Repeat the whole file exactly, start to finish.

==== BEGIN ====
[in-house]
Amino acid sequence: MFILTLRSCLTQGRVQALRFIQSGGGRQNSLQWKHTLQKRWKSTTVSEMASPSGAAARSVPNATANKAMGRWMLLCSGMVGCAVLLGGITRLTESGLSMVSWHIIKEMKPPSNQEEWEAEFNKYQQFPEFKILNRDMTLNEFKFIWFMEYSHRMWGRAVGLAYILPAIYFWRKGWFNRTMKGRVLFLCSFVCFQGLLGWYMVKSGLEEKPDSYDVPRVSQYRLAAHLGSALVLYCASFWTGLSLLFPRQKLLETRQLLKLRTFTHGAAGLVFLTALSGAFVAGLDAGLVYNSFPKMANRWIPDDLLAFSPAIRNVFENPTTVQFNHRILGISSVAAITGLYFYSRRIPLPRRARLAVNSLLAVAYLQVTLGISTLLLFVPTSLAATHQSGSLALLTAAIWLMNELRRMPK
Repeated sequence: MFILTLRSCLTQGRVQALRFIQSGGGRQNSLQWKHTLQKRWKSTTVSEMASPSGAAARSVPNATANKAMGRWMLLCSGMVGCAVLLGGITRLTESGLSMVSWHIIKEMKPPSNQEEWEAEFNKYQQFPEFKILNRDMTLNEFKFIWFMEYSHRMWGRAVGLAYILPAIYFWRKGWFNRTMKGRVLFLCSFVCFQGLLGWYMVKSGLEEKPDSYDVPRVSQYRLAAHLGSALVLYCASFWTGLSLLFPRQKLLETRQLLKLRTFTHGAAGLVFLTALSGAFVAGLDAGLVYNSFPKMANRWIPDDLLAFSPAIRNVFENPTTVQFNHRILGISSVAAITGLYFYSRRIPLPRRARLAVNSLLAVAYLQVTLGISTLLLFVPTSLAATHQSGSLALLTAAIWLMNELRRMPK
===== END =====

[in-house]
Amino acid sequence: MFILTLRSCLTQGRVQALRFIQSGGGRQNSLQWKHTLQKRWKSTTVSEMASPSGAAARSVPNATANKAMGRWMLLCSGMVGCAVLLGGITRLTESGLSMVSWHIIKEMKPPSNQEEWEAEFNKYQQFPEFKILNRDMTLNEFKFIWFMEYSHRMWGRAVGLAYILPAIYFWRKGWFNRTMKGRVLFLCSFVCFQGLLGWYMVKSGLEEKPDSYDVPRVSQYRLAAHLGSALVLYCASFWTGLSLLFPRQKLLETRQLLKLRTFTHGAAGLVFLTALSGAFVAGLDAGLVYNSFPKMANRWIPDDLLAFSPAIRNVFENPTTVQFNHRILGISSVAAITGLYFYSRRIPLPRRARLAVNSLLAVAYLQVTLGISTLLLFVPTSLAATHQSGSLALLTAAIWLMNELRRMPK
Repeated sequence: MFILTLRSCLTQGRVQALRFIQSGGGRQNSLQWKHTLQKRWKSTTVSEMASPSGAAARSVPNATANKAMGRWMLLCSGMVGCAVLLGGITRLTESGLSMVSWHIIKEMKPPSNQEEWEAEFNKYQQFPEFKILNRDMTLNEFKFIWFMEYSHRMWGRAVGLAYILPAIYFWRKGWFNRTMKGRVLFLCSFVCFQGLLGWYMVKSGLEEKPDSYDVPRVSQYRLAAHLGSALVLYCASFWTGLSLLFPRQKLLETRQLLKLRTFTHGAAGLVFLTALSGAFVAGLDAGLVYNSFPKMANRWIPDDLLAFSPAIRNVFENPTTVQFNHRILGISSVAAITGLYFYSRRIPLPRRARLAVNSLLAVAYLQVTLGISTLLLFVPTSLAATHQSGSLALLTAAIWLMNELRRMPK